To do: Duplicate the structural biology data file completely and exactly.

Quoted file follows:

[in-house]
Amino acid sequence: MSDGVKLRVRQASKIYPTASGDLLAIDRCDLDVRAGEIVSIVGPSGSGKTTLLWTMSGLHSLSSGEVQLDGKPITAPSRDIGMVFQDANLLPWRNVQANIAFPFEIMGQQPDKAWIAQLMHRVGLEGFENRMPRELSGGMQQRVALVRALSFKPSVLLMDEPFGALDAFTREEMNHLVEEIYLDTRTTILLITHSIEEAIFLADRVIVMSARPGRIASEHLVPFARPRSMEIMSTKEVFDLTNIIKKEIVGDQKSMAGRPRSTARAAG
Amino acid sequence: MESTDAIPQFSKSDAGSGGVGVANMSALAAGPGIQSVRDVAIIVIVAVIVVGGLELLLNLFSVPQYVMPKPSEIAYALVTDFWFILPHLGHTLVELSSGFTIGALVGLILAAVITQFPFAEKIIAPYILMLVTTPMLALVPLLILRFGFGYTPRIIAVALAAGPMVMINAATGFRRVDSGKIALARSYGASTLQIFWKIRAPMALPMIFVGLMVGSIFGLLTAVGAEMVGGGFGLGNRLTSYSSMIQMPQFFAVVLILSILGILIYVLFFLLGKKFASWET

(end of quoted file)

[in-house]
Amino acid sequence: MSDGVKLRVRQASKIYPTASGDLLAIDRCDLDVRAGEIVSIVGPSGSGKTTLLWTMSGLHSLSSGEVQLDGKPITAPSRDIGMVFQDANLLPWRNVQANIAFPFEIMGQQPDKAWIAQLMHRVGLEGFENRMPRELSGGMQQRVALVRALSFKPSVLLMDEPFGALDAFTREEMNHLVEEIYLDTRTTILLITHSIEEAIFLADRVIVMSARPGRIASEHLVPFARPRSMEIMSTKEVFDLTNIIKKEIVGDQKSMAGRPRSTARAAG
Amino acid sequence: MESTDAIPQFSKSDAGSGGVGVANMSALAAGPGIQSVRDVAIIVIVAVIVVGGLELLLNLFSVPQYVMPKPSEIAYALVTDFWFILPHLGHTLVELSSGFTIGALVGLILAAVITQFPFAEKIIAPYILMLVTTPMLALVPLLILRFGFGYTPRIIAVALAAGPMVMINAATGFRRVDSGKIALARSYGASTLQIFWKIRAPMALPMIFVGLMVGSIFGLLTAVGAEMVGGGFGLGNRLTSYSSMIQMPQFFAVVLILSILGILIYVLFFLLGKKFASWET